Trouble Ahead for Emerging Economies

Market Trends - 17/08/2015

Among the suffering economies amidst a tumultuous global economic climate, some of the most affected regions are several of the world’s emerging markets. Many of these were aided by zero interest rate policies, but figures on the volume and speed of outpouring foreign investment indicates that the most astute traders are now shifting their strategies to quality from quantity. Brazil is an excellent example of a region that is being affected not only by this trend but also by weak prices of commodities. The Brazilian government is feeling the heat, and has gone so far as to publish false economic data to reign in sentiment. While obviously a poor decision, this economic calamity is spilling into the political realm, as outrage over the corruption of President Dilma Rousseff has sparked protests across the nation. Since the United States announced expectations of an interest rate hike last year, the concurrent reaction of the dollar has seen a collapse in its peer currency the Brazilian Real. The USDBRL pair has experienced a bump of 13% in July and August alone, heavily outlining the troubles facing Brazil and other emerging markets.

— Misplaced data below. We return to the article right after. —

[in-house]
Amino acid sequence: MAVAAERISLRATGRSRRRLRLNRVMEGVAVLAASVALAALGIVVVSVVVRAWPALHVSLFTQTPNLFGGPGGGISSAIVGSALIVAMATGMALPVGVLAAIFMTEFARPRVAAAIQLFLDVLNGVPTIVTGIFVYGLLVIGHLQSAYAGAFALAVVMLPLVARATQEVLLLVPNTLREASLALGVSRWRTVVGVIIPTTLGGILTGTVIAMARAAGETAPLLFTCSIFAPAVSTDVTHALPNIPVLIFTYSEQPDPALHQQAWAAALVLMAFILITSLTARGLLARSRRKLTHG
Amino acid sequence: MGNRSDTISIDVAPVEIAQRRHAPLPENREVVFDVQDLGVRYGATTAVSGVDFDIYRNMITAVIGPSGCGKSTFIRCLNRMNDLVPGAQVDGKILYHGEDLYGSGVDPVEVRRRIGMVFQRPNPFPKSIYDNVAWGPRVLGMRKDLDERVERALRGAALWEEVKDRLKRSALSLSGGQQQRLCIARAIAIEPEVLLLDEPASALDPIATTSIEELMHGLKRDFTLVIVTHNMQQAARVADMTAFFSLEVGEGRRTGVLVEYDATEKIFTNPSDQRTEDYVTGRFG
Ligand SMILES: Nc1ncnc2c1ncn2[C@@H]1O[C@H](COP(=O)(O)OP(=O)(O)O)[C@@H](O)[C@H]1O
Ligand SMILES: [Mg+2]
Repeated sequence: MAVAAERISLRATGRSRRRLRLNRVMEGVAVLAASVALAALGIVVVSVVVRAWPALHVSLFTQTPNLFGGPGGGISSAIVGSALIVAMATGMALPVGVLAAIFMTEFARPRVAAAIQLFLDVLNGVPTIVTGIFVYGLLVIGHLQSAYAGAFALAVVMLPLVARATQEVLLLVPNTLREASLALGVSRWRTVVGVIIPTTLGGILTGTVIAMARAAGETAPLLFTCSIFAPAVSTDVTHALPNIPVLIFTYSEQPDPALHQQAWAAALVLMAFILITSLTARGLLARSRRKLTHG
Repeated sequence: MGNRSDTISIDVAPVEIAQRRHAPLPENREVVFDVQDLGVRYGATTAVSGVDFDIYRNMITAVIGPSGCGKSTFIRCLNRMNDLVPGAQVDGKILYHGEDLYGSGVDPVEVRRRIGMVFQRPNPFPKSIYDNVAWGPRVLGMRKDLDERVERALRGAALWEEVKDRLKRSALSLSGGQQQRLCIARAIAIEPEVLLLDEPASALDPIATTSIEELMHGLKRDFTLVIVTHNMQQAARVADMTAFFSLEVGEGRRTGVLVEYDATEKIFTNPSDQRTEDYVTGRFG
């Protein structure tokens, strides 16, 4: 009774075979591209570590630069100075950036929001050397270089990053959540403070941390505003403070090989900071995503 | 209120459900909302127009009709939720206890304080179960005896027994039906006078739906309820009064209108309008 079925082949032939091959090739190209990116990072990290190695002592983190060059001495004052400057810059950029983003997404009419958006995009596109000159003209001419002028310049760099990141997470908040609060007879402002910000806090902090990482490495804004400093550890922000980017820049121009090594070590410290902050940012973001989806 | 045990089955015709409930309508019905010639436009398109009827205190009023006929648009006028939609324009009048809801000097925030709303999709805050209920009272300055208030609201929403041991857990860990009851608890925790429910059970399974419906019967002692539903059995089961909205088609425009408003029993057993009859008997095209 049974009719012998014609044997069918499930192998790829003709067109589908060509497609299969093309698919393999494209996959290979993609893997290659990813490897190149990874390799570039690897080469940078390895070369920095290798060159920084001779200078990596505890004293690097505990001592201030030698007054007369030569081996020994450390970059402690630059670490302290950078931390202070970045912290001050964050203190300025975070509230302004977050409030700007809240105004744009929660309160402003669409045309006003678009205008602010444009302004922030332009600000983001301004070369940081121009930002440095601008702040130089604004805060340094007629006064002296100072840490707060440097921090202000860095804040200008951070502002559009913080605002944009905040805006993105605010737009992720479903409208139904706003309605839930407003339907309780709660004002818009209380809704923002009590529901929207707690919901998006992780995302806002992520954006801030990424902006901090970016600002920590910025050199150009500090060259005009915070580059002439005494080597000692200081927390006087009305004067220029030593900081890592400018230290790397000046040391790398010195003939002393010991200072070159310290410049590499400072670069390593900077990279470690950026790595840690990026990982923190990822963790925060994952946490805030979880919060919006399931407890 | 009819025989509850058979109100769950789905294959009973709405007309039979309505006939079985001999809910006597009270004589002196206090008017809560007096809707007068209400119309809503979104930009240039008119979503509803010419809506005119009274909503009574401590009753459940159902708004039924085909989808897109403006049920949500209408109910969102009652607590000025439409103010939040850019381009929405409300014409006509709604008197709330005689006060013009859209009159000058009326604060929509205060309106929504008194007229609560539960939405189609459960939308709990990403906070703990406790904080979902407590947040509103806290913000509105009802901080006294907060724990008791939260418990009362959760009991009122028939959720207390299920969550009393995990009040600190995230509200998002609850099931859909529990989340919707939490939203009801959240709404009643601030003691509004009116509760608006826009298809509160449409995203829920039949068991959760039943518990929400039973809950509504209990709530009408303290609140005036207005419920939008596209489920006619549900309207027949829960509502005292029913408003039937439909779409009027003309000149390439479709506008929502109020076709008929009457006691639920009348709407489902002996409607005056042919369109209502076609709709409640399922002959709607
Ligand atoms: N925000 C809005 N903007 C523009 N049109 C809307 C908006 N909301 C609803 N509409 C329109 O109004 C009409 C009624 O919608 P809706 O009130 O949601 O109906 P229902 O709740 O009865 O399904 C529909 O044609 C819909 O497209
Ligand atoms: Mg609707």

Another case of trouble for blossoming markets is exemplified by the current situation in Turkey. The Lira has slid precipitously this last year, with a new high in USDTRY recorded today. The data illustrates a 23% year-over-year loss for the Lira versus the US dollar, as economics and politics become dangerously entangled like in Brazil. The last election in Turkey saw the vote fragment even further, making the formation of a coalition needed to stabilize the economy a pipe dream. This has led to increased disillusionment with the government in the region. Turkey has drawn in over $4 billion worth of foreign investment, yet the rapid outflow of dollars from the nation has sent the Lira lower regardless. Things only seem to get worse as the dollar rises, a confirmation of the dollar’s power in the global environment. The Turkish Central Bank will release its interest rate statement tomorrow, widely expected not to contain a rate cut to 7.25% despite crumbling financial and political footing.


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